Translation of Sybille’s Blog: Interview with Carmen about Education

My amazing friend, Sybille, home-schooling mother and educator from my home in Northern Italy, made an interview with me in German and Italian on her blog: Here it is in English:

This is an interview with my dear friend Carmen, an expert on self-directed learning. Carmen Gamper has lived in San Francisco for four years where she founded New Learning Culture Consulting to assist parents and teachers in educating children with ease and joy.

Carmen, before you founded New Learning Culture Consulting you worked at a variety of schools where you gained practical experience. Yes, I worked as teacher and director at the alternative Montessori School “Kinderhaus Miteinander” in Austria. I also re-structured the learning environments, and re-wrote the mission statement, which resulted in that alternative school being awarded the status of an accredited school. Then, I co-created with a group of parents an innovative Montessori school based on Rebeca and Mauricio Wild’s insights, “Aktive Montessori-Schule Meran mit nicht-direktiver Begleitung – Die Pfütze” in Italy. I worked at that school as a teacher and pedagogical director. As a learning consultant, I also supported the alternative Montessori-School “Umaduma” and assisted parents from a variety of schools , before moving to San Francisco. Here in the Bay Area, I volunteered consulting and workshops from the beginning. Because this service was very well received, I founded New Learning Culture Consulting.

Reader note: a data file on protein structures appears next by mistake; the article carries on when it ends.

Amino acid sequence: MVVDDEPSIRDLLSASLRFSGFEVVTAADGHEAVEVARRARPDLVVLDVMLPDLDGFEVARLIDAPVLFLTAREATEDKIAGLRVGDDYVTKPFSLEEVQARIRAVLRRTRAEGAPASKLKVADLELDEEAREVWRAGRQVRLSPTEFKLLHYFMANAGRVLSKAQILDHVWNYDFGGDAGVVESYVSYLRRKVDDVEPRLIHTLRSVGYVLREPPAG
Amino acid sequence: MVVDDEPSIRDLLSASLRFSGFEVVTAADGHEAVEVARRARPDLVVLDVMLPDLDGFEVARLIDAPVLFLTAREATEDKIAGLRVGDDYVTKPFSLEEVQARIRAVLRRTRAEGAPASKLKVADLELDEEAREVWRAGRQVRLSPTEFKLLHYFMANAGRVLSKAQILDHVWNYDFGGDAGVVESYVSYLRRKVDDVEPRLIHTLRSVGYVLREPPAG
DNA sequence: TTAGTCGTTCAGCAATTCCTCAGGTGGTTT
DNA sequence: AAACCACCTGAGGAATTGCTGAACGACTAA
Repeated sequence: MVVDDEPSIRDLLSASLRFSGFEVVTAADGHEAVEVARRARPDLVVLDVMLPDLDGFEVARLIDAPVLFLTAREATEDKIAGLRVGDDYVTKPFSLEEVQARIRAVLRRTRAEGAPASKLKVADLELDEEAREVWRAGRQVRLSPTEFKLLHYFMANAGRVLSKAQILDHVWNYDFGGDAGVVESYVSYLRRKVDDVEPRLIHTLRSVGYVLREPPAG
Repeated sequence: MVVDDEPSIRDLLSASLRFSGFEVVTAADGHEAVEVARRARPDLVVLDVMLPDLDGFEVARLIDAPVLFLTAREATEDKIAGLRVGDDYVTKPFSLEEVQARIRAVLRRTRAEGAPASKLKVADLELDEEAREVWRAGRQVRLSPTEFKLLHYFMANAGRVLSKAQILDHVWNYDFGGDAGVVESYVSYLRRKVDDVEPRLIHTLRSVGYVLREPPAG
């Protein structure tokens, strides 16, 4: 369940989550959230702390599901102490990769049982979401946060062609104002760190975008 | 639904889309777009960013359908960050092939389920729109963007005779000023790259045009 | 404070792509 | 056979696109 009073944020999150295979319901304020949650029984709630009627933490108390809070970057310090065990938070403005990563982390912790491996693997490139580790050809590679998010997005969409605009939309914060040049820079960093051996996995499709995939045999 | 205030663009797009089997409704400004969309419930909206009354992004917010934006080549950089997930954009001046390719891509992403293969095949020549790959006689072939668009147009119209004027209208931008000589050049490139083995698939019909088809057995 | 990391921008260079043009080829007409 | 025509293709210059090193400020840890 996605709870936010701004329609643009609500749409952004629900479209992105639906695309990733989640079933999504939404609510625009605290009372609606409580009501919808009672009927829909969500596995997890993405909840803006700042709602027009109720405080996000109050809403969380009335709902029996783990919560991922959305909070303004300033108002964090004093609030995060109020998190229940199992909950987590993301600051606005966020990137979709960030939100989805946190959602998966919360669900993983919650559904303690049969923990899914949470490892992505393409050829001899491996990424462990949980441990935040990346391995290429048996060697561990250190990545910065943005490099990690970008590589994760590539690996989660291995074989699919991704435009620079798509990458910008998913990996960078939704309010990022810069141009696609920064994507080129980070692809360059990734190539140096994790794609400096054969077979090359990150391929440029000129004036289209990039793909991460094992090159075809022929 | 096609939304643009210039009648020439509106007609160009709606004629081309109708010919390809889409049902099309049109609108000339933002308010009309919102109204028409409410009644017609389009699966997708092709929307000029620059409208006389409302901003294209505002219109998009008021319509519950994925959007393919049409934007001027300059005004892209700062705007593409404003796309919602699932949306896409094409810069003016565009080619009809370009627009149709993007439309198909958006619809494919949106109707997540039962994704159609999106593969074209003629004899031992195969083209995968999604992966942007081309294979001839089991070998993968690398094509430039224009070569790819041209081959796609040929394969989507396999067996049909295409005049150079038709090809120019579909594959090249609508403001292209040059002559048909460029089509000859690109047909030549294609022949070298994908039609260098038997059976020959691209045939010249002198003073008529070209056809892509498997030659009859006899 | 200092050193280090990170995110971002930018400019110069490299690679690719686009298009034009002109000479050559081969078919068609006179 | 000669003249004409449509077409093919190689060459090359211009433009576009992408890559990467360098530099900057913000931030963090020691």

What’s your educational background? I graduated from the University of Innsbruck and Bolzano in English and German literature and linguistics with a pedagogical training. Then, I did a Montessori-teacher training with Claus-Dieter Kaul of the “Institut für Ganzheitliches Lernen” in Munich. I studied with Rebeca and Mauricio Wild, the world’s foremost promoters of self-directed learning, and with Ulla Kiesling, a German, cutting-edge child psychologist. I constantly keep myself updated through school visits, conversations with teachers, parents and children, cutting-edge literature, magazines and newspapers, and original writings from reform educators all over the world. As you can tell…I myself am a passionate self-directed learner.